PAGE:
Why Pokemon Go Is Bad News for Virtual Reality

For years, Google tried to push Augmented Reality, using Google Glass as its gateway. It was, by most accounts, a failure. The glasses were expensive, clumsy, geeky, short on battery life, and not full featured. Most importantly, there was not a "killer app" that made people set aside those drawbacks because they just had to have it. Google even had a business that built AR apps called Niantic. It took Google morphing in to Alphabet and holding Niantic as an independent entity to finally make augmented reality popular.

Related: 3 Reasons Pokémon Go May Save Us All

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Pokemon Go

Niantic, the firm behind Nintendo's runaway hit, Pokémon Go, is not an Android-only enterprise. Niantic's independenc mean that a potential competitor to Google, such as Nintendo, could feel comfortable making the deal that resulted in such an app. Ironically, it seems Apple and Google may make more money off the app's in-app purchases than even Nintendo, because of the different arrangements. Still, Nintendo saw a $9 billion increase in its market cap thanks to Poké​mon Go's success! There's even talk that a long-delayed Pokémon movie will now be fast tracked.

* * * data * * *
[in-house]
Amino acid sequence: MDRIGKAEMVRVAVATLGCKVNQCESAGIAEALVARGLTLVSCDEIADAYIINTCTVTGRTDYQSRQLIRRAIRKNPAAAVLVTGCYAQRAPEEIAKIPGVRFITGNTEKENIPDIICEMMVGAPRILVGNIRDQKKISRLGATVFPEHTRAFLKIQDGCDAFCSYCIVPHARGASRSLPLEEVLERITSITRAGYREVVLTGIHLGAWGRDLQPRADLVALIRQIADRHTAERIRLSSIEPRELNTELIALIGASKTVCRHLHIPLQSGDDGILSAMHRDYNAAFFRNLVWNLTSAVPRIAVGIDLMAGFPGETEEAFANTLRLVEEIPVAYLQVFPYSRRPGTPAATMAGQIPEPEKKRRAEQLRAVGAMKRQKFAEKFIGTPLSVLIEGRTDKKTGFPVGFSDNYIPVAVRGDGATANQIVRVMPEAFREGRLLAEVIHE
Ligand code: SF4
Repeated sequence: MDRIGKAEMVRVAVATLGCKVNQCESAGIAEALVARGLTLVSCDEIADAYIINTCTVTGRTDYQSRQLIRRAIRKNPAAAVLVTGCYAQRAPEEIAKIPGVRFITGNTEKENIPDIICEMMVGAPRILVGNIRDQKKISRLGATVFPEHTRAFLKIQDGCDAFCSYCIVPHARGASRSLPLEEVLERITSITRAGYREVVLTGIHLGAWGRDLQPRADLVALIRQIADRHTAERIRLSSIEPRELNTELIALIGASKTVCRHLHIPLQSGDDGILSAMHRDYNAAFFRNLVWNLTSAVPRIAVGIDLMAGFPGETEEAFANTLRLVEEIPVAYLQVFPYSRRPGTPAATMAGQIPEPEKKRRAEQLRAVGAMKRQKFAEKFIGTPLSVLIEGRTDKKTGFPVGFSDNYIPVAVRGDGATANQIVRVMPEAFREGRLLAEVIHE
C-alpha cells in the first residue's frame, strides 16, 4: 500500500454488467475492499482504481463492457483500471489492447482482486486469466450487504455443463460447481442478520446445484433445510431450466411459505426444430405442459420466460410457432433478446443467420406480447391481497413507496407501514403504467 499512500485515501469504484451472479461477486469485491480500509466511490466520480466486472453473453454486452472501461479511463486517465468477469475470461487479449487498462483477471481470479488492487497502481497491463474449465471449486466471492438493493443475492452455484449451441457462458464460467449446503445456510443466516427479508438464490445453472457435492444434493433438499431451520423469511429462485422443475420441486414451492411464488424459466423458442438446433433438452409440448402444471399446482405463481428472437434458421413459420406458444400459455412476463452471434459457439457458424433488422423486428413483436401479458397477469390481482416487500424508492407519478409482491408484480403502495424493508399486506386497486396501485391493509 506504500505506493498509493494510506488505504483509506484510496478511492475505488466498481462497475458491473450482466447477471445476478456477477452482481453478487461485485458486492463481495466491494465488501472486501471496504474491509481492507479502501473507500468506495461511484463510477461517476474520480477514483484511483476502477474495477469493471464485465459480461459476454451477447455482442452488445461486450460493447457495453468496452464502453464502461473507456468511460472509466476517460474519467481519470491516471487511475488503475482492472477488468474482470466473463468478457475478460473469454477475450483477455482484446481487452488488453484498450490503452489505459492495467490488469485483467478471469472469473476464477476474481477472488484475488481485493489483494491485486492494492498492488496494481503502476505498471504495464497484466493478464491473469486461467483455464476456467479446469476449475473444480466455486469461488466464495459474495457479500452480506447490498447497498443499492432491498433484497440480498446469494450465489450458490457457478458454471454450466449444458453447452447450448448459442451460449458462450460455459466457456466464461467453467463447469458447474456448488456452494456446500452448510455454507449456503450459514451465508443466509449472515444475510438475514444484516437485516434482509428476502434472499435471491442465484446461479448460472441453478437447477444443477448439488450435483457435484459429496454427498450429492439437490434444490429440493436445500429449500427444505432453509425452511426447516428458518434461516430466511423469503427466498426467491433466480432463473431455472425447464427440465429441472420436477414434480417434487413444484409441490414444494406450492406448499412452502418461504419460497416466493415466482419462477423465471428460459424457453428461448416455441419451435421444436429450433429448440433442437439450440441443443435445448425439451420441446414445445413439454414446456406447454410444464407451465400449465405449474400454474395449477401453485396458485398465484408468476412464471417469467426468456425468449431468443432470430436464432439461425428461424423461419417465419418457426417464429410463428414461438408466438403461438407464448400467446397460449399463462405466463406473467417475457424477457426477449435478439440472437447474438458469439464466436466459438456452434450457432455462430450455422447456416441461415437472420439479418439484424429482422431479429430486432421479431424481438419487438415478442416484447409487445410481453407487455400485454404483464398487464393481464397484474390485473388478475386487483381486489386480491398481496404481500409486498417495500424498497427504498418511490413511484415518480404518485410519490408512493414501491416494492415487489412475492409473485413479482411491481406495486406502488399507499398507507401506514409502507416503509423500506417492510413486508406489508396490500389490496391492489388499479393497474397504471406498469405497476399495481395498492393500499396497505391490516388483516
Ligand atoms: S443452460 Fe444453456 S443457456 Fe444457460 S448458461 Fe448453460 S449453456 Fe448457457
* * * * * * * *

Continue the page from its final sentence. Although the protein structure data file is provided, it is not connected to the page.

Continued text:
The real winner though may be augmented reality itself. Developers who have built AR apps (myself included) can more easily explain what such an app can do, and users now appreciate the power of AR. The loser, however, might be those who bet the farm on virtual reality. While VR can be much more powerful, it has many of the drawbacks that Google Glass did. When users discover they can get an altered view of reality, using the phone they carry with them all the time, they may be reluctant to dive in to VR, which requires a full, often expensive, headset, hides their phone, obstructs their view of the real world thus limiting them to use at home, uses wires or batteries, and can cause headaches.

There are even stories of people getting out and meeting people (sometimes robbers) and getting exercise, thanks to Pokémon Go's emphasis on augmented reality. If the Pokémon Go app had instead let people stay inside, alone, and tour a virtual world to collect characters, it would not have been the phenomenon we've seen. And for VR app and gear makers, that's a harsh reality.

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Todd Bernhard's picture

Todd Bernhard is a bestselling (6+ million downloads) award-winning (AARP, About.com, BestAppEver.com, Digital Hollywood, and Verizon) developer and founder of NoTie.NET, an app developer specializing in Talking Ringtone apps including AutoRingtone. And his profile photo is of the last known sighting of Mr. Bernhard wearing a tie, circa 2007!

An iPhone is almost always attached to his hip or in his pocket, but over the years, Mr. Bernhard has owned an Apple Newton, a Motorola Marco, an HP 95LX, a Compaq iPaq, a Palm Treo, and a Nokia e62. In addition to writing for iPhone Life, Mr. Bernhard has written for its sister publications, PocketPC Magazine and The HP Palmtop Paper.